Increasing number of children arrive at emergency departments addicted to opioids

Increasing number of children arrive at emergency departments addicted to opioids
This graph shows children with Opioid Abuse/Dependence ED/YEAR. Credit: AAP/Dr. Allareddy

Showing the opioid epidemic knows no age limits, new research suggests more than 100 children test positive for opioid addiction or dependency each day in U.S. emergency departments.

The study abstract, "Opioid abuse in children: An emerging public health crisis," will be presented on Monday, Sept. 18, during the American Academy of Pediatrics (AAP) 2017 National Conference & Exhibition in Chicago. Researchers performed a retrospective analysis of the 2008-2013 data from the Nationwide Emergency Department (ED) Sample, the largest all-payer ED database in the United States.

They found the number of ED visits by patients age 21 and younger for any reason who were diagnosed with or dependency on opioids - which include prescription painkillers as well as illicit drugs such as heroin—rose from 32,235 in 2008 to 49,626 in 2013.

"It was very concerning to see that by the last year we studied, an average of 135 children each day were testing positive for addiction or dependency in emergency departments," said Veerajalandhar Allareddy, MD, MBA, one of the abstract's authors and medical director of the unit at the University of Iowa Stead Family Children's Hospital. " In our opinion, this is a pediatric public health crisis," he said.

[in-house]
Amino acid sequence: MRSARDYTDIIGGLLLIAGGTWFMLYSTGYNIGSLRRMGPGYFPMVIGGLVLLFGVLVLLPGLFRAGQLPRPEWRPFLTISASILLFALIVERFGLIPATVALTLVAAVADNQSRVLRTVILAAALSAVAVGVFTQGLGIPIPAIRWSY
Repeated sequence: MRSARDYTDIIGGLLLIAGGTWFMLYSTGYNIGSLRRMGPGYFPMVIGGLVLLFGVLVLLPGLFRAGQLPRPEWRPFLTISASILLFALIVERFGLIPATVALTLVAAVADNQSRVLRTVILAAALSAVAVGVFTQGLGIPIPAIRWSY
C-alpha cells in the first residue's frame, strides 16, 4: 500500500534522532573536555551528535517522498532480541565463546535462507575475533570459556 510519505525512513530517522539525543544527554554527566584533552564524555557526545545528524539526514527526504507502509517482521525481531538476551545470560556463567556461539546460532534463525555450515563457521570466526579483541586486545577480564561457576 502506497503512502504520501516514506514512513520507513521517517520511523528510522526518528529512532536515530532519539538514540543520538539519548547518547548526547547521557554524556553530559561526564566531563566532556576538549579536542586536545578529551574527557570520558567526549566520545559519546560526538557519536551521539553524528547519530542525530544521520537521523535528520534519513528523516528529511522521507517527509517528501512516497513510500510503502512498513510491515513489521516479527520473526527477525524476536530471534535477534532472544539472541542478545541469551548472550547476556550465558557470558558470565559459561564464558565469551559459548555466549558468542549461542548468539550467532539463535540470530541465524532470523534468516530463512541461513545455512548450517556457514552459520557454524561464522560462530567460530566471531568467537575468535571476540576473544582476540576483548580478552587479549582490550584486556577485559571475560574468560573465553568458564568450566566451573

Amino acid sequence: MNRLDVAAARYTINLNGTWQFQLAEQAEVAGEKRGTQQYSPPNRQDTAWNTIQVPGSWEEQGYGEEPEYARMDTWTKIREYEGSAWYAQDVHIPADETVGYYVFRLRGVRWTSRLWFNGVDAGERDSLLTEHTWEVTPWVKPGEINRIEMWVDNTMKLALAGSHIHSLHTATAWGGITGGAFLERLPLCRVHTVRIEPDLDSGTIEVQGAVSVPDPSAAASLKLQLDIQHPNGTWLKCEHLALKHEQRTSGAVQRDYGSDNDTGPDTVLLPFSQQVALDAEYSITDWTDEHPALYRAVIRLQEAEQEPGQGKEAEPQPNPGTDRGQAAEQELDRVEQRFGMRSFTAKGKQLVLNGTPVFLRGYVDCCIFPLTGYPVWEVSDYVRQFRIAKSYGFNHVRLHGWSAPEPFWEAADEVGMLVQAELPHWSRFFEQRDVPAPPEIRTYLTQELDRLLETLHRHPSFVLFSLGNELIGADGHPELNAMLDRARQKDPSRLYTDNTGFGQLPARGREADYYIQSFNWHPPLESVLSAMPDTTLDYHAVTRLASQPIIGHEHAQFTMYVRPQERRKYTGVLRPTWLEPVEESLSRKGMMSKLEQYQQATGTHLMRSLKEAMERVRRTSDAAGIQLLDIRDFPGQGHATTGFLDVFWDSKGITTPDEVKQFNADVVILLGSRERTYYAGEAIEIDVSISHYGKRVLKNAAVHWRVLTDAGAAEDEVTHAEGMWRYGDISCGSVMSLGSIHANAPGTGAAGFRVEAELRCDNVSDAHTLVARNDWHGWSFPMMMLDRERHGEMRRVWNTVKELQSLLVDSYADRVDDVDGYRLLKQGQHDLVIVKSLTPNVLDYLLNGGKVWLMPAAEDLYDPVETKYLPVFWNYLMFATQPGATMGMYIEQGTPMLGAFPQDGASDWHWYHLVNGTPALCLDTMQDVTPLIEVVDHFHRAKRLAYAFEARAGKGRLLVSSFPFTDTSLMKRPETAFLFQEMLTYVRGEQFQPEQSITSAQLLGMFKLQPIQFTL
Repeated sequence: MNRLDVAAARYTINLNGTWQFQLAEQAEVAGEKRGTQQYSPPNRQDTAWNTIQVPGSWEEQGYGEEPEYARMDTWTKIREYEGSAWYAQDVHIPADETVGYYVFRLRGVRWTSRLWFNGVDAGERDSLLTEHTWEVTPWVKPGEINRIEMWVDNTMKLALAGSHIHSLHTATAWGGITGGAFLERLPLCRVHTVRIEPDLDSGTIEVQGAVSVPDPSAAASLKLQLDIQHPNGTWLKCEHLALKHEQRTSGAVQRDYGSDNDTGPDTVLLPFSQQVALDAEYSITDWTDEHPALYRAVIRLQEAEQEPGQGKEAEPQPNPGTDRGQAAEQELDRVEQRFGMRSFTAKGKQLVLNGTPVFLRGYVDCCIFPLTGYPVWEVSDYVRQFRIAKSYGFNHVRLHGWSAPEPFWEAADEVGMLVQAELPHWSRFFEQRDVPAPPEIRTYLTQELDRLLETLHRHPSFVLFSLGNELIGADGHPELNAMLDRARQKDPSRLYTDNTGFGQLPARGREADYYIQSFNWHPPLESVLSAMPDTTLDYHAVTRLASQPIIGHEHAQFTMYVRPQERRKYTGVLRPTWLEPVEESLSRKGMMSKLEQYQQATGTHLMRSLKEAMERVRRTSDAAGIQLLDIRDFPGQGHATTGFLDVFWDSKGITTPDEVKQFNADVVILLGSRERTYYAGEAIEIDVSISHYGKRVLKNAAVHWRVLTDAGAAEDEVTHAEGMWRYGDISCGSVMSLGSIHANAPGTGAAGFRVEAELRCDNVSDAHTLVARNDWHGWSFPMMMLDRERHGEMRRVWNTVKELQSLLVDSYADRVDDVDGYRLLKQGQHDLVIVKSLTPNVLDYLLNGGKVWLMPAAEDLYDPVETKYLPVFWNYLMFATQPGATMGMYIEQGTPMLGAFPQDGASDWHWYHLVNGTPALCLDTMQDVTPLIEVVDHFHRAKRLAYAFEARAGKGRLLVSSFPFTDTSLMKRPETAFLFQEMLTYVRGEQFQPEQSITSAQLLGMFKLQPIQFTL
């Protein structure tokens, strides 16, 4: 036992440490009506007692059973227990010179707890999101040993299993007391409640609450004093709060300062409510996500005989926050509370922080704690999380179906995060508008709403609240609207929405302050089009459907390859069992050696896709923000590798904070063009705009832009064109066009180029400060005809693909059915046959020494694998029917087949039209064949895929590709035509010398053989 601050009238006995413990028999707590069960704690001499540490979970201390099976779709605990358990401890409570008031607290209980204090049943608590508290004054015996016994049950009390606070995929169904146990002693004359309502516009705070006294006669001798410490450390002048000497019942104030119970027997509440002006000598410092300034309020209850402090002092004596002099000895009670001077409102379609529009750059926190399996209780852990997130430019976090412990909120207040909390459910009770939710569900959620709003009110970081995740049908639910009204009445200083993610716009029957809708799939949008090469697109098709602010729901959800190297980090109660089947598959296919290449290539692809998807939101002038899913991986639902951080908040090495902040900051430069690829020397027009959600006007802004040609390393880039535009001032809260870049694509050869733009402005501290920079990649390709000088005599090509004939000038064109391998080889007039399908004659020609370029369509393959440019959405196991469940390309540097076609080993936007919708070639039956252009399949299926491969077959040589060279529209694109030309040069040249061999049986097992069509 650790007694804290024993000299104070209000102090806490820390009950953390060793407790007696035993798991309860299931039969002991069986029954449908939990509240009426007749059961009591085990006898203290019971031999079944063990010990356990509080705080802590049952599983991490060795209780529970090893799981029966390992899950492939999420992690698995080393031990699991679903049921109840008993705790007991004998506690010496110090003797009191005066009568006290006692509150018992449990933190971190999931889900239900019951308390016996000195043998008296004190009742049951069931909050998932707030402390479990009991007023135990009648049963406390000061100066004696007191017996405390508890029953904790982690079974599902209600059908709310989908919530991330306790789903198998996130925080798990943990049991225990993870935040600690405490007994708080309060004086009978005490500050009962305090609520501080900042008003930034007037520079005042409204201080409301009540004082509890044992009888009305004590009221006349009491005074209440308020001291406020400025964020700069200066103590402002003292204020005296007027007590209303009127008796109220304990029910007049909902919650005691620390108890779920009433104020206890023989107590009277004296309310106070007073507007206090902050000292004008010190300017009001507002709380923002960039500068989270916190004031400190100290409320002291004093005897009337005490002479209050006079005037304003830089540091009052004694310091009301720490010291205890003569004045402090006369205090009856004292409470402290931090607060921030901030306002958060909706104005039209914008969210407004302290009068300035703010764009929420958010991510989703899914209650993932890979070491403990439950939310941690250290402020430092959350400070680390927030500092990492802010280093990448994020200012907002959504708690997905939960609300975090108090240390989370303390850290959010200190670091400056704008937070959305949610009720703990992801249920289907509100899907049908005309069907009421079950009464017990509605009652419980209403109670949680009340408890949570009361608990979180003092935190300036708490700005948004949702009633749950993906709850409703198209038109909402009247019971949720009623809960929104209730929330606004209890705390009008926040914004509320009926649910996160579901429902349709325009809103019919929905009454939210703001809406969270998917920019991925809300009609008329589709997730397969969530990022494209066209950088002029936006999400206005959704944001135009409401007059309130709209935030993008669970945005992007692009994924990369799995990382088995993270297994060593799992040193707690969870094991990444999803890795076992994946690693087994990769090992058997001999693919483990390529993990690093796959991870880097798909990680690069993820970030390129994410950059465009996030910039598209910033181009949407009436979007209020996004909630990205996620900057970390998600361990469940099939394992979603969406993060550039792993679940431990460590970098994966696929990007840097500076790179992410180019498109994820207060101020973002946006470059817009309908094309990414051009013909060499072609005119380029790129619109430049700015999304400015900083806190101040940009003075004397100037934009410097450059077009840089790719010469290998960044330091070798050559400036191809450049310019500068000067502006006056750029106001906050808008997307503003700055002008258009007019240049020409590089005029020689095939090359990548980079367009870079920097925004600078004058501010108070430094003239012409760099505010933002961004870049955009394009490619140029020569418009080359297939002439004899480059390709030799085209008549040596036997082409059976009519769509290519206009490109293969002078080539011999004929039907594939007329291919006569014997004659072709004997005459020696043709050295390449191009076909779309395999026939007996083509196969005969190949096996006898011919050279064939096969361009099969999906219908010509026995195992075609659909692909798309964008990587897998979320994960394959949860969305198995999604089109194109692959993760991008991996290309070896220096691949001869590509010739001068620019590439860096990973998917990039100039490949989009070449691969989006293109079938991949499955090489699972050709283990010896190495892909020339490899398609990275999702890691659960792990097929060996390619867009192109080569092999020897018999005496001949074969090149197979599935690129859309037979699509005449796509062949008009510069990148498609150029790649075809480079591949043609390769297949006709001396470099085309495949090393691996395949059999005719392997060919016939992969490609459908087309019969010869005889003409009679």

Allareddy said nearly one-third of the children were admitted as inpatients, regardless of cause, to the same hospital as the ED visit. Pediatric patients living in high-income households were more likely to be hospitalized rather than routinely discharged, the data show, while uninsured patients were less likely to be hospitalized.

This apparent income-based difference in the likelihood patients were to be hospitalized and potentially treated for their opioid addiction or dependency, Allareddy said, was among the many reason youth opioid addiction merits further study.

"This was intended to be an exploratory study," Allareddy said, "one that we hope will help alert the public, researchers, and policymakers of the need to fully define and address this important, emerging public health problem among in the United States."

More information: Abstract Title: Opioid abuse in children: An emerging public health crisis

Citation: Increasing number of children arrive at emergency departments addicted to opioids (2017, September 15) retrieved 31 March 2023 from
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